A strong deal pipeline, the promise held by presence in high growth services, and integrated play endow it with potential.
The steep correction in the price of Tech Mahindra’s shares over the last several months can be traced more to adverse sentiment towards mid-sized IT companies, than to any material change in fundamentals. This offers an opportunity for investors to consider investments in the stock with a two-year perspective.
At Rs 723, the stock trades at 12 times its current earnings and 10 times its FY-09 earnings. This puts valuations on a par with Tier-2 IT players, though the company’s much larger revenue base and net profit margin (20 per cent) is comparable to Tier-1 IT players. Strong business prospects driven by an established relationship with British Telecom offer scope for capital appreciation.
Tech Mahindra broadly caters to three sets of clientele — telecom service providers, telecom equipment manufacturers and independent software vendors. The company is also working with clients on latest Internet technologies to cover newer delivery standards such as WiMAX.
These three segments, along with associated IT and BPO services, cover the entire gamut of IT/network operations for any telecom company. This makes Tech Mahindra a fully integrated player, a model not easily replicable even by Tier-1 software players, providing it with a significant competitive advantage. The other critical aspect is Tech Mahindra’s focus on the European markets, a critical geography for telecom spending. The client base of Tech Mahindra comprises, among others, AT&T, Motorola, Alcatel-Lucent, Convergys, Vodafone, and O2. Tech Mahindra derives 70 per cent of its revenues from European clientele.
Europe is also the biggest telecom market, home to top service providers and equipment makers (such as Ericsson, Alcatel, Nokia-Siemens) and the largest market for value-added services.
Tech Mahindra already works with some of these players. In the Business Support Systems and Operations Support Systems segment (areas where a lion’s share of telecom-software outsourcing happens), Tech Mahindra is among the top ten players in the world.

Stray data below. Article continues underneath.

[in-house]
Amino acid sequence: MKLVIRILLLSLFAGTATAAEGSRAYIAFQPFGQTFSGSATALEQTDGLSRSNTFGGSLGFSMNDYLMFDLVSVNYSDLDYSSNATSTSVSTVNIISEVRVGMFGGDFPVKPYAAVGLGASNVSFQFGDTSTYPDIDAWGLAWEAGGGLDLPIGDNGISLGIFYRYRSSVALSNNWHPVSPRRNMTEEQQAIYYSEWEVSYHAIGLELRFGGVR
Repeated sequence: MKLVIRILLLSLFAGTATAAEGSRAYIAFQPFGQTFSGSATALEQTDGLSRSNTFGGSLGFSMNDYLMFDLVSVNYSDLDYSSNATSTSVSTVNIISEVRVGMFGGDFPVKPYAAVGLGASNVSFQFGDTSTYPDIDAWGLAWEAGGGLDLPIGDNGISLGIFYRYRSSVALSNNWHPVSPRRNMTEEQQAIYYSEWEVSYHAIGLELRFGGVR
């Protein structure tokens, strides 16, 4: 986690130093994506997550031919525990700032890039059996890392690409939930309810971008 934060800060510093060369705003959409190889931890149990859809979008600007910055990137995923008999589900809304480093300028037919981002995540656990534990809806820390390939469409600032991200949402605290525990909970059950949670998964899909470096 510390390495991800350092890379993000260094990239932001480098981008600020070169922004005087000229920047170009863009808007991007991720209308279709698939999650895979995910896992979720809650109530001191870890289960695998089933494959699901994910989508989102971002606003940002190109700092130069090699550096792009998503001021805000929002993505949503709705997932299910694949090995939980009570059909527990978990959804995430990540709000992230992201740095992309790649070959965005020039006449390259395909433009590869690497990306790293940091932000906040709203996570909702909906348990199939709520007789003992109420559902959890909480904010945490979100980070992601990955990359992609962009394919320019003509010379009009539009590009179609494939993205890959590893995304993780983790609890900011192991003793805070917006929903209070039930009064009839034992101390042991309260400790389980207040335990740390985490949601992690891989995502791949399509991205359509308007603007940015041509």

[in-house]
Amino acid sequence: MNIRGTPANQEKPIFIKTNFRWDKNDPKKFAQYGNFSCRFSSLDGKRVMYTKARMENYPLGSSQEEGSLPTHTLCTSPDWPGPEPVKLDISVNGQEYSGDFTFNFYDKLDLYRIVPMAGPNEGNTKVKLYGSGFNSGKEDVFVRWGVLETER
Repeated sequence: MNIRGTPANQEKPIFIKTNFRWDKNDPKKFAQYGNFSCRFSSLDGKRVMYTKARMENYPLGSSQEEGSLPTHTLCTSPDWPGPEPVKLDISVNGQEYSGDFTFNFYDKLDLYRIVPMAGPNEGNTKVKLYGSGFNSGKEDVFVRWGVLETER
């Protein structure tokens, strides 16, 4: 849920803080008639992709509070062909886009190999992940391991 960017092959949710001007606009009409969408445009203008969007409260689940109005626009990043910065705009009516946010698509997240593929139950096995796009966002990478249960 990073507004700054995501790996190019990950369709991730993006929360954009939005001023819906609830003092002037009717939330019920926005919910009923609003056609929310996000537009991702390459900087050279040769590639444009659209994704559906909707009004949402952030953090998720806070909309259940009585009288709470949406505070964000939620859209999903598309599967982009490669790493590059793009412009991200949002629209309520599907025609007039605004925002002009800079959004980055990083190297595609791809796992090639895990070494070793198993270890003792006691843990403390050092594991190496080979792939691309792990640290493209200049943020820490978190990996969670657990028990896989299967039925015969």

Deal wins and strong pipeline: Tech Mahindra has recently won a $350-million, five-year deal with British Telecom Group (BT). This deal is largely for provision of application support and maintenance services and is structured for payment evenly spread over five years, giving sustained revenue visibility in an environment of global uncertainty over IT spends. This being a volume service deal, BT has indicated that a good part of the work is to be carried out offshore, suggesting scope for higher margins. This deal is over and above the $1-billion deal that the company had won from BT in December 2006.
The deal also envisages higher compensation to Tech Mahindra if it betters BT’s standards on certain project metrics. BT has also indicated that there may be more such “multi-hundred million” dollar deals in the offing, which may buoy Tech Mahindra’s prospects.
This apart, AT&T, Tech Mahindra’s second-largest client, has won a chunk of spectrum in the recent auction by the American telecom regulators. This will enable it to enhance its voice and data services delivery and tap new customers.
Other recent deal wins are from mobile virtual network operator (MVNOs), WiMAX providers and select media and entertainment companies. These are spread across West Asia and Europe. These services and geographies are high growth, portending more business for Tech Mahindra.
The geographic spread is now expanding with US also contributing 20 per cent of Tech Mahindra’s revenues. Revenue concentration (BT being the top client) has been reducing, with BT’s contribution down from 75 per cent levels earlier to 61 per cent now.
Utilisation levels as of December 2007 stood at 69 per cent, much lower than Tier-1 peers. Tech Mahindra may need to hike this level substantially to generate higher volume-driven growth, especially during turbulent quarters.
Attrition at 21 per cent, higher than Tier-1 players, is a key execution risk. Vendor rationalisation process of top clients may mean that large deals could be sliced into smaller ones, affecting deal size and revenues. In this light, Infosys and TCS, in particular, may offer stiff competition to the company.